About this Research Topic
The epidemic increase of diabetes mellitus and associated complications like obesity, metabolic syndrome, and cardiovascular risk, go along with mounting evidence of clinically important sex and gender differences. Both biological and psycho-social factors impact on disease risk and progression. Diversities in biology, culture, lifestyle, environment, and socioeconomic status influence the phenotype of several diseases in men and women in different ways. Additionally, genetic effects, epigenetic mechanisms, and nutritional factors contribute to sex- and gender differences of endocrine, metabolic and cardiovascular disorders. Furthermore, sex hormones have a great impact on energy metabolism, body composition, sexual and vascular function, and inflammatory responses. Sexual dysfunctions and reproductive problems of men and women with metabolic diseases, which are often underestimated in clinical practice, do not only increase the psychological strain of affected persons, these problems may be considered as markers for cardiovascular risk. A better understanding of the genetic, endocrine and psycho-social factors involved in sex and gender inequalities that affect non-communicable diseases contribute to a more personalized health care and points out sex- and gender-specific risk factors, enabling the development of sex- and gender-specific prevention strategies to cope with the major burden of chronic conditions.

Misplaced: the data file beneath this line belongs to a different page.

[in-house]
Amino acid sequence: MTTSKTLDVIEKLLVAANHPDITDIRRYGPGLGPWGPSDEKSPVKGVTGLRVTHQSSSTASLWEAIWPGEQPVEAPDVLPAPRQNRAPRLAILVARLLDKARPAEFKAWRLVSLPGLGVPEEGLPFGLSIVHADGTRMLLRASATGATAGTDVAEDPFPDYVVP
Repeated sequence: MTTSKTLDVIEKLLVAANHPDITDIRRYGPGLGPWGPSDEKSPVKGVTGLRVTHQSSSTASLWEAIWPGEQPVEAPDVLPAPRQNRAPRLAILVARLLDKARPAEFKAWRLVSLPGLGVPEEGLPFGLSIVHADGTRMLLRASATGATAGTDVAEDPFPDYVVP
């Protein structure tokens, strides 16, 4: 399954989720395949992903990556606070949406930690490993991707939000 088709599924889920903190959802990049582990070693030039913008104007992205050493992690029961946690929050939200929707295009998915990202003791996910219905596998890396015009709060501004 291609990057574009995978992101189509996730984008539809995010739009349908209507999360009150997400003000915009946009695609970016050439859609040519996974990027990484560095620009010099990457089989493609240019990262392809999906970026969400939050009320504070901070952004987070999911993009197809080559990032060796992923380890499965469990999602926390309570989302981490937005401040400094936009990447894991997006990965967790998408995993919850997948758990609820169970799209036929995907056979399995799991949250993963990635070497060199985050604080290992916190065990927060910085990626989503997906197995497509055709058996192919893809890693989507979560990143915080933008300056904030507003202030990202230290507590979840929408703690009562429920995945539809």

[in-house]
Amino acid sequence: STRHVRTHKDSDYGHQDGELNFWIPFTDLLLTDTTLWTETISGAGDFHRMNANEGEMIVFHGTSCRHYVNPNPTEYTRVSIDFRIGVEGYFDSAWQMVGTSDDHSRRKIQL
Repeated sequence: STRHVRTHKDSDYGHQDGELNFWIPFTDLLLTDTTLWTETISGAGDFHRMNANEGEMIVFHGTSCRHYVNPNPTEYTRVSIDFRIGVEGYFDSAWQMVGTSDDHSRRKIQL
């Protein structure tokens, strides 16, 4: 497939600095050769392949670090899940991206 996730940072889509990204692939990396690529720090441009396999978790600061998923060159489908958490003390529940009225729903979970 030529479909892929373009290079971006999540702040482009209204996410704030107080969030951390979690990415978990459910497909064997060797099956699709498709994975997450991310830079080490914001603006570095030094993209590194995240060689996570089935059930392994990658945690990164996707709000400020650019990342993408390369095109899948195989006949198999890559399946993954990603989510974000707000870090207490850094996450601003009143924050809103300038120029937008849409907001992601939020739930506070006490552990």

Keywords: Sex, gender, diabetes, obesity, metabolic syndrome
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